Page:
8 tips for coping with work and art

How do you do it?

A friend recently asked me how I manage working full-time and doing film stuff in my spare time. He got his first full-time office job recently, and has been struggling with having the energy to do anything else.

Hard workIt’s hard.

It. is. hard.

Now grab a seat, and let me tell you a bit about me. This might seem a bit like blowing my own horn or getting too personal, but, well … it’s my blog and here you are reading it.

I grew up always doing something, always having something on the go. I had two part-time jobs when I was at College, as well as playing Hockey, learning 4 musical instruments, being in 2 choirs and 2 music bands, being a Brownie Leader and a Ranger. Whilst studying two degrees at Uni, I ran the Music Social Club, I worked a part-time job, I had dance classes. Whilst working full-time I kept running the Social Club: running up to 3 gigs a month, administering websites and mailing lists; I made films; I kept up the bellydance; I looked after my house (as much as I could). Then I studied part-time while I was working. Now, in London, I’m focussing on the filmmaking, the administration job, the bellydance, networking and exploring.

It works for me. I enjoy it.

I am a stress junkie. It’s what I do. I have been doing “too much” for years. I put quotation marks, because it’s relative. If I don’t think I’m doing too much, then who is anyone to say I am.

Now, when you work full-time, here is your usual day:

Get up. Get ready for work. Travel to work. Work. Travel home. Unwind. Make dinner. Spare time. Sleep.

Your spare time during the week could be 2-3 hours max. Depending on your day job, you could be exhausted by then.

This is where it is hard.

Try to be creative when you’re tired.

Try to be creative when you’ve spent 9 hours thinking.

Try to be creative when normal people are relaxing.

and then if you had kids?!?!

One of my film lecturers pointed out that anything you achieve when you’re working full-time is amazing, because you have such an uphill battle every day.

There are a lot of us out there who have the full-time job, and then work on our other career in our spare time. There are varying reasons. It involves a lot of time management.

Time managementIf you want something done, ask a busy person to do it.

Either because we’re gluttons for punishment, or we just know how to multi-task. Really really well.

So, what can I suggest?

1. If you love what you do, you’ll never work a day in your life. It’s a lot easier if you enjoy your day job. And your other jobs. Which leads to…

2. Do things that you enjoy. I recently volunteered at a film festival. I’m a film geek, and meeting people who love film and getting to see films for free was so awesome that I was full of energy and smiling at everyone. I was tired afterwards, but invigorated.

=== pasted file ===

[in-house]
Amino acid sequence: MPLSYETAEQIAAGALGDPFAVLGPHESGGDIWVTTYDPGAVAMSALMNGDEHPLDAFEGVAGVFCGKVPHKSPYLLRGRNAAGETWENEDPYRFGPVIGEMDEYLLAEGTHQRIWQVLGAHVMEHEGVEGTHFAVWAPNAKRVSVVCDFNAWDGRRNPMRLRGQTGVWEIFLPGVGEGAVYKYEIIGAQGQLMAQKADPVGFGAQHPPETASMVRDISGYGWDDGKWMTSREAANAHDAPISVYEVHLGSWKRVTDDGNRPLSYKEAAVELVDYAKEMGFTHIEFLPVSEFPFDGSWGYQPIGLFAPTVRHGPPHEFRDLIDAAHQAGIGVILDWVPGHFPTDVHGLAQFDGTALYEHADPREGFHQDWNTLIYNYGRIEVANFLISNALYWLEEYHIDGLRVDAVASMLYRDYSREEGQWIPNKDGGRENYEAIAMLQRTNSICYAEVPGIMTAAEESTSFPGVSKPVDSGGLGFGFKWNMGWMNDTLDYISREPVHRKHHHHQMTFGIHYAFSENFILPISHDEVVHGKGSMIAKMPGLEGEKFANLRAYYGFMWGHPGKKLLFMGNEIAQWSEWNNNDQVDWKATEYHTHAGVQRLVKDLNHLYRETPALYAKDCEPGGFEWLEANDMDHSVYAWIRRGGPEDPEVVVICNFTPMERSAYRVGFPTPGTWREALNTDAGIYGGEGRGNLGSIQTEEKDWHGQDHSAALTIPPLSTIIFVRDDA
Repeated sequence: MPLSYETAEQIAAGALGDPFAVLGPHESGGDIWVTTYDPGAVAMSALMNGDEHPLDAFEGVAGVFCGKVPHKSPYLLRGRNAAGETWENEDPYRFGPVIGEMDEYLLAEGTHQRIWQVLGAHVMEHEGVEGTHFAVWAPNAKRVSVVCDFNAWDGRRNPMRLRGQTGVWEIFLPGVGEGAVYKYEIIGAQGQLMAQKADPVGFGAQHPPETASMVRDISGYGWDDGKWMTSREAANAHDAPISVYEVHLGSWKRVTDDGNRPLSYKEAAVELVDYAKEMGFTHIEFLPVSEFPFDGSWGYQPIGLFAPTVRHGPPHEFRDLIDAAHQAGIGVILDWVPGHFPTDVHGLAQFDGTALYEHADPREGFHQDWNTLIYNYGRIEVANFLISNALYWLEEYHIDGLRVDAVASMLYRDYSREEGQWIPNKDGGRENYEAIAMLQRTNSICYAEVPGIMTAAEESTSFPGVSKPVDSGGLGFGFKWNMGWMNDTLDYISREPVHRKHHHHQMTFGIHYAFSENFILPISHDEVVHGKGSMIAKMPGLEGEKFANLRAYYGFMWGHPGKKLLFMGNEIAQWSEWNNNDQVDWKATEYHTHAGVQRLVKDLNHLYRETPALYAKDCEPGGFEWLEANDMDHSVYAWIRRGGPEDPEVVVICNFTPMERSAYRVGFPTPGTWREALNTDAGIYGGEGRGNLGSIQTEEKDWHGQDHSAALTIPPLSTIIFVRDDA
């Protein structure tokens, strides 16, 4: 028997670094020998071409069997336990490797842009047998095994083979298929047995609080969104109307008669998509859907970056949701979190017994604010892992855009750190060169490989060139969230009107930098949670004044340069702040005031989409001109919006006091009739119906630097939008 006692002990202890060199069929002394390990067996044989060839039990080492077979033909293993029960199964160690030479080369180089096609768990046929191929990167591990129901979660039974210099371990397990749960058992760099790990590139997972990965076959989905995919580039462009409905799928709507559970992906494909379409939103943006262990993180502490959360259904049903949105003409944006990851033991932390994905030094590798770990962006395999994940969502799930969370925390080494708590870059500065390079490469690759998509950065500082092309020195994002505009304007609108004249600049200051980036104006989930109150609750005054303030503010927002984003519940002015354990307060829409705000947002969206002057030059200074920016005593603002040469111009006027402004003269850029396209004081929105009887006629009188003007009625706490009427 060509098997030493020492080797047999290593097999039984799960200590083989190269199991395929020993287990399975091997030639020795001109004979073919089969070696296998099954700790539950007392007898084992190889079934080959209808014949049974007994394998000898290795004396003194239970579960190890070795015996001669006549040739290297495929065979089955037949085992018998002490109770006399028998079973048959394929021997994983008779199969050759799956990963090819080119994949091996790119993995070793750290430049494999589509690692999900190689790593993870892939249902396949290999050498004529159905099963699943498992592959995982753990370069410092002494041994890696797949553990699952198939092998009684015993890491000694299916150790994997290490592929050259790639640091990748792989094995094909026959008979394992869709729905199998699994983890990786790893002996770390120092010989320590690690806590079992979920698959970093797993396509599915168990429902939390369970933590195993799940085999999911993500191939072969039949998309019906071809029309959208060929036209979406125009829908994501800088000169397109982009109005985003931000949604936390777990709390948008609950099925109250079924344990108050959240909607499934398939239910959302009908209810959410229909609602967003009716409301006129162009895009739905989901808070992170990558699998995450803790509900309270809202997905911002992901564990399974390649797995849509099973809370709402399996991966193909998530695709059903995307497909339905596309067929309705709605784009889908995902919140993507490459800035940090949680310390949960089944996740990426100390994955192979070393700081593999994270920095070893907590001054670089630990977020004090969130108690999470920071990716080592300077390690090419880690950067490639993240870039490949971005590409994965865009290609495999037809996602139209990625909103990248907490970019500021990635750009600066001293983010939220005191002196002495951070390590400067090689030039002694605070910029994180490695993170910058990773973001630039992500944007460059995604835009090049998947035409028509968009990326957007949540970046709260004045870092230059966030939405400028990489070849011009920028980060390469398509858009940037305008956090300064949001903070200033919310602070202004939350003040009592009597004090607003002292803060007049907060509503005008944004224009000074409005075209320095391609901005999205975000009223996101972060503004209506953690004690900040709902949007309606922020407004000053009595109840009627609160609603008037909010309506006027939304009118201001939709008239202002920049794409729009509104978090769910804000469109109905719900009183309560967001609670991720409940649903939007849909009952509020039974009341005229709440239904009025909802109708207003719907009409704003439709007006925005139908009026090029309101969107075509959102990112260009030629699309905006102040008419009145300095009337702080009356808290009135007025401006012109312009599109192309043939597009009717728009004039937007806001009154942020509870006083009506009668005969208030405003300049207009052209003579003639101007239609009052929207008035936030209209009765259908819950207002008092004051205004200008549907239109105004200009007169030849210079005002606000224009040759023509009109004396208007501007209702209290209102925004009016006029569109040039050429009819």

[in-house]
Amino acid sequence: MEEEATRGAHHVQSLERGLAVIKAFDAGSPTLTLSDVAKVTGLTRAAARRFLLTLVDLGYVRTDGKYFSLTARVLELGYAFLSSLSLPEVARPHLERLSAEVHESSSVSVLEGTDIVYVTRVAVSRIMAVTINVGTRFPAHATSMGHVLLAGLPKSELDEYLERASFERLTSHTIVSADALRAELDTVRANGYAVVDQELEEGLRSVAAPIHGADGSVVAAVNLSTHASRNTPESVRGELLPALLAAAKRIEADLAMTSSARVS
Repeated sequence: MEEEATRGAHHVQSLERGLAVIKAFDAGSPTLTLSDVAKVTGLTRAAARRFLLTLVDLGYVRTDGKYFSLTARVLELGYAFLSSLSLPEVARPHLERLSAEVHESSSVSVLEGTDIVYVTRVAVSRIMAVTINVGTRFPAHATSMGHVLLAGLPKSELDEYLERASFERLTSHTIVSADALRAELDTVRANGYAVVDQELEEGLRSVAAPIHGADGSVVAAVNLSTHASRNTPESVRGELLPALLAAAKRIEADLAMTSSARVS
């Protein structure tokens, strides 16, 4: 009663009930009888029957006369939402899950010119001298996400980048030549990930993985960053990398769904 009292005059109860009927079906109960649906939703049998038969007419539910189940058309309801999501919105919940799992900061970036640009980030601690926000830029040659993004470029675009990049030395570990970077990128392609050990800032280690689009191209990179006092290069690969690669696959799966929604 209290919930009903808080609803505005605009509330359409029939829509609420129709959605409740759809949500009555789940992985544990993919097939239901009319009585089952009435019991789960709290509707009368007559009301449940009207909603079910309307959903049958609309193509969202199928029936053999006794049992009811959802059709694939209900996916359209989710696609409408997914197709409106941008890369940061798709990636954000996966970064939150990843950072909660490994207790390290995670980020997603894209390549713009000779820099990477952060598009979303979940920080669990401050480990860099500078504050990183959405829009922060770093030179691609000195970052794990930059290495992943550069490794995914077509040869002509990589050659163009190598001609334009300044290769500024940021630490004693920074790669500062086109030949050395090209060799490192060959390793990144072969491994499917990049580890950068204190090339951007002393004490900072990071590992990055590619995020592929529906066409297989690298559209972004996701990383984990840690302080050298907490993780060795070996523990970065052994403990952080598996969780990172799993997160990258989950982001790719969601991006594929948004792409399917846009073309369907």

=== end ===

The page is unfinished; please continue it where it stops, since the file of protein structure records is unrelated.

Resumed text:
3. Use your spare time wisely. Lunch breaks are when I catch up on personal emails or meet people for film meetings. I listen to film podcasts at work. I stay at work later to apply for film jobs. Write first thing in the morning.

4. Hang out with your friends. I catch up with different friends at the same time. Group events are great. Then my friends get to meet new people as well.

5. Exercise. Endorphins, and you’ll have more energy for running around.

6. Always carry a diary. I’m getting double booked a lot less now I have an iPad with my work and personal calendars, and my FB event invites. While you’re at it, write down ideas as they come to you.

7. Clear up clutter. For some reason, your space gets cluttered when your mind is cluttered, and your mind gets clearer when your space gets clearer. (Which reminds me, I must clean my room).

8. Learn how to de-stress. Give yourself a break. You’ll need it.

– as an aside, when you get really stressed, it can be difficult to see the forest for the trees. Being told to relax and have a bath used to really annoy me. “Don’t they know I don’t have time for a bath?!”

Then I read a story about holding a glass of water. It’s an analogy for stress management. Seriously, have the freaking bath.

Things will get stressful. Things will fall behind. You might miss some important appointments. Or run late to things. (Hey, I’m not perfect.) All you can do is apologise and keep on keeping on.

Believe me, this lifestyle isn’t for everyone. Before you start booking yourself for multiple things all day every day, ask yourself:

  • What are you trying to achieve?
  • What are your reasons for packing your life so much? Is it to look cool?
  • Would you be more efficient or better at what you do if you did just one thing?
  • Can you handle high stress?
  • How far in advance will people need to book you? How far in advance is acceptable?
  • How long do you want to do it for?

(Before any of my friends ask, yes, I have asked myself these questions and have answers that I’m currently happy with).

There are downsides. One in ten people will have a form of depression in their life. Looking at creative people I know, I think it’s more than that. Continued stress at high levels can have negative affects on your mental health. And lots of people won’t understand your lifestyle. (“Come to the pub.” “I can’t, I’ve got a production meeting, and then I’m checking emails, and then I’m … “).

But, it’s like that.

How do you cope with stress?

Published by phetheringtonnz

Film Producer, Director, Lecturer. From NZ based in London.

%d bloggers like this: